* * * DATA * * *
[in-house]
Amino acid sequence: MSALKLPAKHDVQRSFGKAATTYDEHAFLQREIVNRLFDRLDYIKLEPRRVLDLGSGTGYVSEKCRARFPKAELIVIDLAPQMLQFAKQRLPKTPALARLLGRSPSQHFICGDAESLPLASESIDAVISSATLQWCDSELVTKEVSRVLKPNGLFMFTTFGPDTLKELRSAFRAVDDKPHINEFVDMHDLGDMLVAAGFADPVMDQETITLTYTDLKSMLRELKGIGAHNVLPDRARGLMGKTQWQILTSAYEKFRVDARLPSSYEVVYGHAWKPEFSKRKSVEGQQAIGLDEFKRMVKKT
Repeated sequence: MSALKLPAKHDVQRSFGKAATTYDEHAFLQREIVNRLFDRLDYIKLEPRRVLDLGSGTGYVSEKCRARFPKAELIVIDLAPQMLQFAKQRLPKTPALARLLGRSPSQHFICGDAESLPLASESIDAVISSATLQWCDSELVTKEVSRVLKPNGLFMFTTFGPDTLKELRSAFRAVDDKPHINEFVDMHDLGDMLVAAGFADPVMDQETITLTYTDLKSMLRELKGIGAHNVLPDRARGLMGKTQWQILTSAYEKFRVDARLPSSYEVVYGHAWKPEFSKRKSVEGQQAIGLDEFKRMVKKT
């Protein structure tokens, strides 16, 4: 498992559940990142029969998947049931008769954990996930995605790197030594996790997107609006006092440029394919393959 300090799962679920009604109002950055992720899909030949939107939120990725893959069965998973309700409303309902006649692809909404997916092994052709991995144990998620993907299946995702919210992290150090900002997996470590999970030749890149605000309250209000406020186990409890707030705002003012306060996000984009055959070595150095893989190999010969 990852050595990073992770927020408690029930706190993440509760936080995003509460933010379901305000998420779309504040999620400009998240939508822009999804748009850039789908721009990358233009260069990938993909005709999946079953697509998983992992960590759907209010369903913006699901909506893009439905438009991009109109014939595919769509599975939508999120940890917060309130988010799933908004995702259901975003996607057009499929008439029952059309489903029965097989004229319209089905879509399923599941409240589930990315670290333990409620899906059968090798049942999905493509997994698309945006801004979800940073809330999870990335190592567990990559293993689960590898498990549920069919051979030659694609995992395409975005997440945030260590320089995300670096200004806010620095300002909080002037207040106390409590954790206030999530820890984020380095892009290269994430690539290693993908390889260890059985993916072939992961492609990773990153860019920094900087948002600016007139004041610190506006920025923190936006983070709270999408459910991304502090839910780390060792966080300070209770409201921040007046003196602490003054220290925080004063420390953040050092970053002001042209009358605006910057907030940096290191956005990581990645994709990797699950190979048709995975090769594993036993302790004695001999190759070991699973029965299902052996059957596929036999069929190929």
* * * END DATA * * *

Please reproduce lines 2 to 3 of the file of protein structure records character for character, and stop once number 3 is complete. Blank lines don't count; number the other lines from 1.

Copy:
Amino acid sequence: MSALKLPAKHDVQRSFGKAATTYDEHAFLQREIVNRLFDRLDYIKLEPRRVLDLGSGTGYVSEKCRARFPKAELIVIDLAPQMLQFAKQRLPKTPALARLLGRSPSQHFICGDAESLPLASESIDAVISSATLQWCDSELVTKEVSRVLKPNGLFMFTTFGPDTLKELRSAFRAVDDKPHINEFVDMHDLGDMLVAAGFADPVMDQETITLTYTDLKSMLRELKGIGAHNVLPDRARGLMGKTQWQILTSAYEKFRVDARLPSSYEVVYGHAWKPEFSKRKSVEGQQAIGLDEFKRMVKKT
Repeated sequence: MSALKLPAKHDVQRSFGKAATTYDEHAFLQREIVNRLFDRLDYIKLEPRRVLDLGSGTGYVSEKCRARFPKAELIVIDLAPQMLQFAKQRLPKTPALARLLGRSPSQHFICGDAESLPLASESIDAVISSATLQWCDSELVTKEVSRVLKPNGLFMFTTFGPDTLKELRSAFRAVDDKPHINEFVDMHDLGDMLVAAGFADPVMDQETITLTYTDLKSMLRELKGIGAHNVLPDRARGLMGKTQWQILTSAYEKFRVDARLPSSYEVVYGHAWKPEFSKRKSVEGQQAIGLDEFKRMVKKT